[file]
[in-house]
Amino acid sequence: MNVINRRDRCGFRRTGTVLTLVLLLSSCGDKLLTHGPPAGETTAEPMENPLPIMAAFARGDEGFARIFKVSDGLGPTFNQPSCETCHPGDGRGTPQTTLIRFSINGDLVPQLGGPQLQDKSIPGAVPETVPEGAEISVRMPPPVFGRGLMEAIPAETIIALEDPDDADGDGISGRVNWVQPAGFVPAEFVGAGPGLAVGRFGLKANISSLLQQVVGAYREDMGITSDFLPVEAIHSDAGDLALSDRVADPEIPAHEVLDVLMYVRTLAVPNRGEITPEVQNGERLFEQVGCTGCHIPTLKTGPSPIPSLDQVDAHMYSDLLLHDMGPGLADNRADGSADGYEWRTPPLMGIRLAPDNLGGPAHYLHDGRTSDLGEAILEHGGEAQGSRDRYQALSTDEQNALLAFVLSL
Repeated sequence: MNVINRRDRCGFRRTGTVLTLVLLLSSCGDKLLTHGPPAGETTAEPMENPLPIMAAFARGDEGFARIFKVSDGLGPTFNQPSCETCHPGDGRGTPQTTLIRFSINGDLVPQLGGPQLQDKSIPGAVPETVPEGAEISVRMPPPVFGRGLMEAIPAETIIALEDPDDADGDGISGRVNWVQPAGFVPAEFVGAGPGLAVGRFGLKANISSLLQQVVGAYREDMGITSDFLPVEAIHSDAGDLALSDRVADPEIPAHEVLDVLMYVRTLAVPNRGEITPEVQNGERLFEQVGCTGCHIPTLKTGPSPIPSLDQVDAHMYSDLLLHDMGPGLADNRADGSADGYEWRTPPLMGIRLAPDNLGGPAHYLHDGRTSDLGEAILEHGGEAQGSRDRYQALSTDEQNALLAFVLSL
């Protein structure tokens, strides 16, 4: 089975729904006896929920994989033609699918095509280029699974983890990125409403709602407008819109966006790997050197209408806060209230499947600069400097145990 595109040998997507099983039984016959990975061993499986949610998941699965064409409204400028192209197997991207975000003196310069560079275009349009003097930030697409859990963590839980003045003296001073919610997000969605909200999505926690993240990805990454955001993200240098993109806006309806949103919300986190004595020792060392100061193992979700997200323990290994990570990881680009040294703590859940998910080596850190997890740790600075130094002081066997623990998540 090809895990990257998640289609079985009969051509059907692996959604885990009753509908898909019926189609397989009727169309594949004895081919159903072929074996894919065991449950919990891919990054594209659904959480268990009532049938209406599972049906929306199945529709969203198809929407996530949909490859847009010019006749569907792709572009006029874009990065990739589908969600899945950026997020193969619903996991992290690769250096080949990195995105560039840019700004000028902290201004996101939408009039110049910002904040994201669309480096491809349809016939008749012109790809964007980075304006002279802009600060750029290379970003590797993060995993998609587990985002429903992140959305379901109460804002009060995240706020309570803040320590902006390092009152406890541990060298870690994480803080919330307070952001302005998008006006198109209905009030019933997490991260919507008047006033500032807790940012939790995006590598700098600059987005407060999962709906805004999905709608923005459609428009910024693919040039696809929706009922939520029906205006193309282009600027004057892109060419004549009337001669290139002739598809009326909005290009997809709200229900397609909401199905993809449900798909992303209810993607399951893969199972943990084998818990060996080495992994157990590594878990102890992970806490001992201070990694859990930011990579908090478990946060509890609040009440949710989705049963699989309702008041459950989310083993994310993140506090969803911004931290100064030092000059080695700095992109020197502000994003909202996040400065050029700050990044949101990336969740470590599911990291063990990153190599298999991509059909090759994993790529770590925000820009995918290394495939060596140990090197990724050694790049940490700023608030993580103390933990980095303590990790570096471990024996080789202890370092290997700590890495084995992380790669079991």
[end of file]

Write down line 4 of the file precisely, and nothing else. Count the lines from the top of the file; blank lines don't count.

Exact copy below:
């Protein structure tokens, strides 16, 4: 089975729904006896929920994989033609699918095509280029699974983890990125409403709602407008819109966006790997050197209408806060209230499947600069400097145990 595109040998997507099983039984016959990975061993499986949610998941699965064409409204400028192209197997991207975000003196310069560079275009349009003097930030697409859990963590839980003045003296001073919610997000969605909200999505926690993240990805990454955001993200240098993109806006309806949103919300986190004595020792060392100061193992979700997200323990290994990570990881680009040294703590859940998910080596850190997890740790600075130094002081066997623990998540 090809895990990257998640289609079985009969051509059907692996959604885990009753509908898909019926189609397989009727169309594949004895081919159903072929074996894919065991449950919990891919990054594209659904959480268990009532049938209406599972049906929306199945529709969203198809929407996530949909490859847009010019006749569907792709572009006029874009990065990739589908969600899945950026997020193969619903996991992290690769250096080949990195995105560039840019700004000028902290201004996101939408009039110049910002904040994201669309480096491809349809016939008749012109790809964007980075304006002279802009600060750029290379970003590797993060995993998609587990985002429903992140959305379901109460804002009060995240706020309570803040320590902006390092009152406890541990060298870690994480803080919330307070952001302005998008006006198109209905009030019933997490991260919507008047006033500032807790940012939790995006590598700098600059987005407060999962709906805004999905709608923005459609428009910024693919040039696809929706009922939520029906205006193309282009600027004057892109060419004549009337001669290139002739598809009326909005290009997809709200229900397609909401199905993809449900798909992303209810993607399951893969199972943990084998818990060996080495992994157990590594878990102890992970806490001992201070990694859990930011990579908090478990946060509890609040009440949710989705049963699989309702008041459950989310083993994310993140506090969803911004931290100064030092000059080695700095992109020197502000994003909202996040400065050029700050990044949101990336969740470590599911990291063990990153190599298999991509059909090759994993790529770590925000820009995918290394495939060596140990090197990724050694790049940490700023608030993580103390933990980095303590990790570096471990024996080789202890370092290997700590890495084995992380790669079991």